Knee arthroplasty: when is it needed and is it safe?

Written by: Mr Rohit Jain
Published:
Edited by: Robert Smith

Mr Rohit Jain is one of the UK’s leading orthopaedic hip and knee surgeons. We know that in some cases, knee issues can be addressed with non-invasive procedures. However, when knee issues are severe, a knee arthroplasty (knee replacement) may be needed.


We recently spoke to Mr Rohit Jain to find out when exactly a knee arthroplasty would be performed, whether it is safe and what the success rate is.
 

When is a knee arthroplasty needed?


Knee replacement surgery is usually needed when a knee is worn out. Just like when a tyre has worn out, you need to replace it. Of course, this will depend on how bad the pain is and how it is affecting and interfering with day-to-day activities.
 

Knee surgery will be recommended when a patient is experiencing pain that is steadily worsening and interfering with physical activity.

A knee arthroplasty may be needed if a patient notices:

  • worsening deformity or shape of the knee
  • pain, deformity, loss of function in the knee
  • walking for more than 15-20 mins becomes painful and also if walking up slopes and stairs
  • they are not able to do household chores or shopping
     

All of these are indications that the patient needs to see a surgeon and have investigations done. The patient will first be offered painkillers, injections and physiotherapy, before the matter of knee surgery is put on the table.
 

If these treatments fail to provide relief or improvement, then knee replacement surgery will be needed in order to restore quality of life that has deteriorated as a result of having a weakened knee.
 

Therefore, the most common scenario in which knee surgery is recommended is when the patient is experiencing pain, deformity, stiffness, loss of function, with the fact that the patient has exhausted all conservative measures and it is affecting their quality of life.
 

Is a knee arthroplasty safe?

It is a major surgery, and has benefits as well as risks. Most people who have the surgery will not have serious complications. This is a procedure that is well-rehearsed and performed by a team.
 

Patients have a pre-operative assessment making sure all medical sections of history are optimised before the patient is expected to have surgery.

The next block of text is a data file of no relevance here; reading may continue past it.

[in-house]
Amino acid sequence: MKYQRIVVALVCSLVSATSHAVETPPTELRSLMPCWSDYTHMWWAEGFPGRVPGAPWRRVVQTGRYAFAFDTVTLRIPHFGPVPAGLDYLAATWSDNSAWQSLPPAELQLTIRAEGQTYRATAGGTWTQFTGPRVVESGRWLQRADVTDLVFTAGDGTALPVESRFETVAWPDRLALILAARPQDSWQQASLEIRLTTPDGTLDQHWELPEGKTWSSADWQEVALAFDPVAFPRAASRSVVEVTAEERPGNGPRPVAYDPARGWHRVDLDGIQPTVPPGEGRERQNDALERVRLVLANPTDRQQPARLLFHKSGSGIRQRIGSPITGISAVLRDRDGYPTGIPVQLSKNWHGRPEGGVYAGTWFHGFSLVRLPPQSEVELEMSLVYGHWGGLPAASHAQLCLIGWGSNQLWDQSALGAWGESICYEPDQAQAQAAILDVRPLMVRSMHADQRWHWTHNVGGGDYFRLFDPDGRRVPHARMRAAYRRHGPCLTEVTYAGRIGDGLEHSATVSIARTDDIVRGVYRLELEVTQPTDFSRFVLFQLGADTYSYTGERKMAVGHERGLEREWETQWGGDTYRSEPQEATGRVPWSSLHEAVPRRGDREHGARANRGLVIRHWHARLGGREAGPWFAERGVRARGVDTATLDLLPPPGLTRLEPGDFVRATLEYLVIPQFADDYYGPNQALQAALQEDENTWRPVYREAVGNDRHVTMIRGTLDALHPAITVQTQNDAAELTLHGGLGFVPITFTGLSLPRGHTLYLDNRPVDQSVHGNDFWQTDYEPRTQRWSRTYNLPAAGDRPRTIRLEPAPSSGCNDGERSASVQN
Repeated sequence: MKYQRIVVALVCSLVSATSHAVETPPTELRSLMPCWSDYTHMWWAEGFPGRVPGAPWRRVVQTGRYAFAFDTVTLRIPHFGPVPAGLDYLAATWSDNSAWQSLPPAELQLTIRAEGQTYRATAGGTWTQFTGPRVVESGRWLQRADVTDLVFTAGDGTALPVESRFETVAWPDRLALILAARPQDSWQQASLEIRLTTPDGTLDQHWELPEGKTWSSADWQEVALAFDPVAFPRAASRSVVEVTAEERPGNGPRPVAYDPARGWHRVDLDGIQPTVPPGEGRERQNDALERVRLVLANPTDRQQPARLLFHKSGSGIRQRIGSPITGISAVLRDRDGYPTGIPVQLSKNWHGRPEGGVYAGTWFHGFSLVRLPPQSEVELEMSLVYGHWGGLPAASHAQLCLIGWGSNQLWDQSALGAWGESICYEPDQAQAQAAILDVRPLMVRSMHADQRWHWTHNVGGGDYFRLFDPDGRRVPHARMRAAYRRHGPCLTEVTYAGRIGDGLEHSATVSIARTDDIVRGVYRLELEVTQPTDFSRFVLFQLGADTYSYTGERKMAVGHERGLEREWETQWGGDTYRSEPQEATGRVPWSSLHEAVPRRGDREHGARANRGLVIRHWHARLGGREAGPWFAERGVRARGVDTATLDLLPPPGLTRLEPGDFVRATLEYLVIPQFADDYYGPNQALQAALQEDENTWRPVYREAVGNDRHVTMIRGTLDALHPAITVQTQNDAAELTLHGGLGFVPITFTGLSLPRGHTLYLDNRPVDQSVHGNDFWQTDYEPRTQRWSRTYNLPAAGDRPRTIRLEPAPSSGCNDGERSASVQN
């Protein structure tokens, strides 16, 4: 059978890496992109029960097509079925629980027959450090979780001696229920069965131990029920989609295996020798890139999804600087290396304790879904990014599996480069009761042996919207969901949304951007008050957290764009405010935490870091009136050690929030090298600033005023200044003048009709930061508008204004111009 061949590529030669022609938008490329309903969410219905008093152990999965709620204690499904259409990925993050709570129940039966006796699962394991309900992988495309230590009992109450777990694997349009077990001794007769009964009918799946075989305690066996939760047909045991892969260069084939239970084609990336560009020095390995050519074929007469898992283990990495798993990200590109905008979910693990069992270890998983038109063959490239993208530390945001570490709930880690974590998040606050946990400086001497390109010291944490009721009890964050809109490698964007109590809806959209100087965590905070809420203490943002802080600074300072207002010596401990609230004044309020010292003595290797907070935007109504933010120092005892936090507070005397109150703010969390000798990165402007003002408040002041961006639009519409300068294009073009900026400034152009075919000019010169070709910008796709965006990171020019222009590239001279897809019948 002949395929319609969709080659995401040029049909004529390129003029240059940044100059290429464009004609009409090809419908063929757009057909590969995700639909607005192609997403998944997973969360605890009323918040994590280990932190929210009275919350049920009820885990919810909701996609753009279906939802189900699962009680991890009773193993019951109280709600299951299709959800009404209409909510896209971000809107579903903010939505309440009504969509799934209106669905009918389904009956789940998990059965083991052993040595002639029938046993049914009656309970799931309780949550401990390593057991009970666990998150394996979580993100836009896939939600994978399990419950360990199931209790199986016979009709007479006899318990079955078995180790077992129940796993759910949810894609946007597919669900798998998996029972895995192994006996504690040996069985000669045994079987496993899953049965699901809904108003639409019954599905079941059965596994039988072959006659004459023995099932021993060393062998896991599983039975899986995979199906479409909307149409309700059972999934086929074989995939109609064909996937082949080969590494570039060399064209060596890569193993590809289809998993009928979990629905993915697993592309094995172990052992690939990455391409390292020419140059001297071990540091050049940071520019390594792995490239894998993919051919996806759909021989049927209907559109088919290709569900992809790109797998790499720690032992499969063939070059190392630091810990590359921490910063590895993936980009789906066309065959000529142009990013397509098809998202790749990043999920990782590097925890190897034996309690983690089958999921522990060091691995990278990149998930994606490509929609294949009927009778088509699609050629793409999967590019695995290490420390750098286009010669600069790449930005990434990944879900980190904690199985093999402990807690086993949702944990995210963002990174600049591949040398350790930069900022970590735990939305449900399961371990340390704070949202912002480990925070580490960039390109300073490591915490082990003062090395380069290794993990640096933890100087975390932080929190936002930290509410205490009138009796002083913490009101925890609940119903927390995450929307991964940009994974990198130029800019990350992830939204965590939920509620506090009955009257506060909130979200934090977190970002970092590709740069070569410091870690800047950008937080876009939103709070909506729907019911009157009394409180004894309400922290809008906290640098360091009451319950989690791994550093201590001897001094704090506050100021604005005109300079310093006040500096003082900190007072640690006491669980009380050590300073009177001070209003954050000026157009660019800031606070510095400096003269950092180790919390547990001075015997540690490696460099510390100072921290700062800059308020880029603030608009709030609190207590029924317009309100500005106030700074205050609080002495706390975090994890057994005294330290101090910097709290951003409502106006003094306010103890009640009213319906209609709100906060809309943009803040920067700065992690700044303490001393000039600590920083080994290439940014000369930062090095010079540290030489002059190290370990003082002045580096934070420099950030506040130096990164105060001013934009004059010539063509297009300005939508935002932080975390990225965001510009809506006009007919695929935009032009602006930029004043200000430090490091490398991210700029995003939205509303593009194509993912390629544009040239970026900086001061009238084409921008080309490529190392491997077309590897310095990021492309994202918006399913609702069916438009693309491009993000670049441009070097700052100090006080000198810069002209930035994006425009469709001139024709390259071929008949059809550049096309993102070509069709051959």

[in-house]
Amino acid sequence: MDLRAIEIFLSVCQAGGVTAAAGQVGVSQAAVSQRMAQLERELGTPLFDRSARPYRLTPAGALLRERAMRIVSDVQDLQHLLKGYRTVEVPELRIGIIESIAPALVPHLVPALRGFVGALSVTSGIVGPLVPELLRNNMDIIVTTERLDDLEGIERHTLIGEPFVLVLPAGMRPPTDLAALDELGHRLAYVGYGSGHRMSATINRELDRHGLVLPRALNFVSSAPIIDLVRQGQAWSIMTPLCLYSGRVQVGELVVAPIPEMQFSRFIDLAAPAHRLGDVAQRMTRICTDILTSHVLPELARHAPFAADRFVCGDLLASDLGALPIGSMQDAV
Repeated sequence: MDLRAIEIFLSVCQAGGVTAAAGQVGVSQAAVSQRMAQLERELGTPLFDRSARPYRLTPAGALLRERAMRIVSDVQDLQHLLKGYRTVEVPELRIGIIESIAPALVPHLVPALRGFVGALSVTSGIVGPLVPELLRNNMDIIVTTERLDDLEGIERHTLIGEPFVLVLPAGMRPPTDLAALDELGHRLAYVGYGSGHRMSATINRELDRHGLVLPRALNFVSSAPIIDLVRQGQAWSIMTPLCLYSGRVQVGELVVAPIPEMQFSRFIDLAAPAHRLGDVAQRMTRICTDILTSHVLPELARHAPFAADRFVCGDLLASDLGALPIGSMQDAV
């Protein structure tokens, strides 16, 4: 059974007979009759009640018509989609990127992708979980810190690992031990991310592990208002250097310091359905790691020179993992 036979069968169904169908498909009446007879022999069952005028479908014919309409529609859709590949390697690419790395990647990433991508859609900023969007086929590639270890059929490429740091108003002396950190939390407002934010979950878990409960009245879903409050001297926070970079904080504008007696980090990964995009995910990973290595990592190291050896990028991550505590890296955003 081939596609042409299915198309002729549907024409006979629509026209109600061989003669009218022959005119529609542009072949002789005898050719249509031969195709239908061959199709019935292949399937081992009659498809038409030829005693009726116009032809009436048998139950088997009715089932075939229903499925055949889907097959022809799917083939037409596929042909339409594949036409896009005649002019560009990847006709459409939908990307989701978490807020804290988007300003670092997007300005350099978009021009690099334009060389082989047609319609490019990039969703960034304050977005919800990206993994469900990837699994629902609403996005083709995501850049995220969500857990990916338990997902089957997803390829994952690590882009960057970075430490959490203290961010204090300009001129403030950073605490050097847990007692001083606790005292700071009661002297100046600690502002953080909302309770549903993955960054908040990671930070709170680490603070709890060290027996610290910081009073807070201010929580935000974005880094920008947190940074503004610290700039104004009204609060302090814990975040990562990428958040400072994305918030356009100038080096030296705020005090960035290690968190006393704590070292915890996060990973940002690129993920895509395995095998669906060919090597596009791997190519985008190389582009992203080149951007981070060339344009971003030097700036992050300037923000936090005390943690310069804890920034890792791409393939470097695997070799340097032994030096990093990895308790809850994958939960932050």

There is a risk associated with having general anaesthetic, in which the risk of dying is approximately 1 in 100,00 people. The risk of complications occurring during knee replacement surgery can be 1 in 20 cases, but most can be corrected and overall it is a safe surgery.
 

The main risks associated with knee surgery are pain, bleeding, infection, nerve damage, blood clots and anaesthetic risks.
 

What is the success rate of knee arthroplasty?

 

Recent literature reviews and current scientific research shows that the replaced knee still functions for 25 years. Just over 80 % are still functioning after 25 years. By and large, the success rate is good.
 

The success rate also depends on how you care for your knee arthroplasty, and how you use your knee afterwards.

 

If you currently have hip or knee issues, you may want to book an appointment with a leading orthopaedic hip and knee surgeon such as Mr Rohit Jain . Visit his profile today for more information on his expertise and appointment availability.

By Mr Rohit Jain
Orthopaedic surgery

Mr Rohit Jain is a highly-experienced consultant orthopaedic surgeon in London, Tunbridge Wells, Sevenoaks, Orpington, Maidstone, Chatham, and Ashford who specialises in hip, knee and trauma. His areas of expertise includes primary hip replacement, hip revision surgery, knee replacement, knee arthroscopy and hip and knee injections.

Mr Jain completed his specialist training on the prestigious North West Deanery Trauma and Orthopaedic Surgery Training Program. After his training, Mr Jain accomplished his sub-specialist fellowship in hip and knee arthroplasty at the Orthopaedic and Arthritic Institute at the Sunnybrook Health Sciences Centre in Toronto, Canada.

During his time there, he was awarded a fellowship from the University of Toronto. This was further complimented by his Sir John Charnley Arthroplasty fellowship at the world-renowned Wrightington Hospital in the UK.

Mr Jain's sub-specialist experience further includes the National BOA Transitional Lower Limb Arthroplasty fellowship and the Academic Exchange Program at the world-renowned EndoKlinik in Germany. During his orthopaedic training, Mr Jain also completed a postgraduate diploma in Orthopaedic Engineering from Cardiff University.

Mr Jain is actively involved in teaching and training medical students and is the Clinical and Educational Supervisor for junior doctors. He is an advanced trauma life support instructor. Mr Jain is a trainer on the Fellow Royal College of Surgeons exam revision courses. 

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